People With MS Invited to Submit Their Art for 2021 MSAA Art Showcase

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by Teresa Carvalho |

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MSAA Art Showcase

People with multiple sclerosis (MS) are invited to submit their artwork to the Multiple Sclerosis Association of America‘s (MSAA) annual Art Showcase. The online event aims to share the work of artists with MS and their life stories.

Applications are opened till Dec. 14 and are restricted to people, 18 or older, who have MS and live in the U.S. Applications from MSAA’s workers or associated companies, as well as members and their relatives, will not be accepted.

Participants may submit up to three pieces of art, including paintings (in oil, watercolor, acrylic, or pastels), pencil drawings, and digital artwork (graphic design or photography). Sculpture, pottery, fabric, and other types of 3D artwork will not be accepted.

A short bio (up to 150 words) about the applicant’s interest in art and how MS affects his or her life should also be sent. Additional rules and an online form are available here. People may print the form instead, fill it out, and email it to [email protected]

The showcase will go on MSAA’s website in March 2021, which is MS Awareness Month. The best works will be highlighted during the year and will be part of the 2022 MSAA Art Showcase Calendar.

Started in 2009, the MSAA Art Showcase has 10 editions. Previous artworks may be visited on MSAA’s online galleries.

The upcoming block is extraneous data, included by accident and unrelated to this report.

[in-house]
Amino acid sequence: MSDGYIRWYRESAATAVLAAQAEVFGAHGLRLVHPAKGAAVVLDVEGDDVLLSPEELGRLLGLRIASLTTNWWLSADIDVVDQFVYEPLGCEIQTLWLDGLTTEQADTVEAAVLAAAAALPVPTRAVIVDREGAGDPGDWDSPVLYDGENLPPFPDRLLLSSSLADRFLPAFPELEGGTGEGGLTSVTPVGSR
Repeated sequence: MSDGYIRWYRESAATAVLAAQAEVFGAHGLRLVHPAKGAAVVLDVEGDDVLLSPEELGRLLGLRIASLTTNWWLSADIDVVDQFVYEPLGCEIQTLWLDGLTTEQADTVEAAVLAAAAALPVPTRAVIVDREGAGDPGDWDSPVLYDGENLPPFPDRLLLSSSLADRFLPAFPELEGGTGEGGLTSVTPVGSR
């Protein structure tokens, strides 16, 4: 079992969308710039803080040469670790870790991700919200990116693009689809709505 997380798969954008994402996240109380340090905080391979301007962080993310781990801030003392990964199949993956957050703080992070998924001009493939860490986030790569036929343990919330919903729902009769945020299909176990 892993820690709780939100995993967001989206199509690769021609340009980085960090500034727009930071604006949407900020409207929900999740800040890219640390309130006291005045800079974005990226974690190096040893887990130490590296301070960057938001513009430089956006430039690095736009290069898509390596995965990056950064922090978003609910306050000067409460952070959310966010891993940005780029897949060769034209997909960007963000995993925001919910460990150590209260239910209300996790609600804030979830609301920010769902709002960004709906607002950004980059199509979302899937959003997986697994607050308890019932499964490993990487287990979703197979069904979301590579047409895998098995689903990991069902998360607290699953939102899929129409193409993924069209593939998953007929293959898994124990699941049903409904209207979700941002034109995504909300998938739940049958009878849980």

Last year, 45 artists were selected, and their art is part of the 2020 MSAA Art Showcase. Jen Dolan, one of the participants and artist of the month for November, was diagnosed with MS earlier this year.

“I have likely had MS for more than a decade but was misdiagnosed for a long time,” Dolan wrote. “I went on SSDI [Social Security Disability Insurance] more than two years ago. Prior to going on disability, I was involved with many area non-profit groups. I cannot be involved with these non-profits at the same level as I had been.”

Dolan found in art a way to help other people who, like her, are facing the same challenges.

“I returned to creating art when I had to stop working,” she wrote. “I now donate my art to be auctioned off for charity or use my talents to create promotional and awareness materials for area organizations. This is how I am still able to help out.”

Her artwork, titled “Eagle,” was created with alcohol ink sketch markers and a paint pen in white.

“Recently, I have been sketching birds that winter in Wisconsin, where I live,” she wrote.

The public may help Dolan and other patients by sending an electronic card showing an original work by the artists of the month. The initiative helps promote awareness about MS and MSAA.

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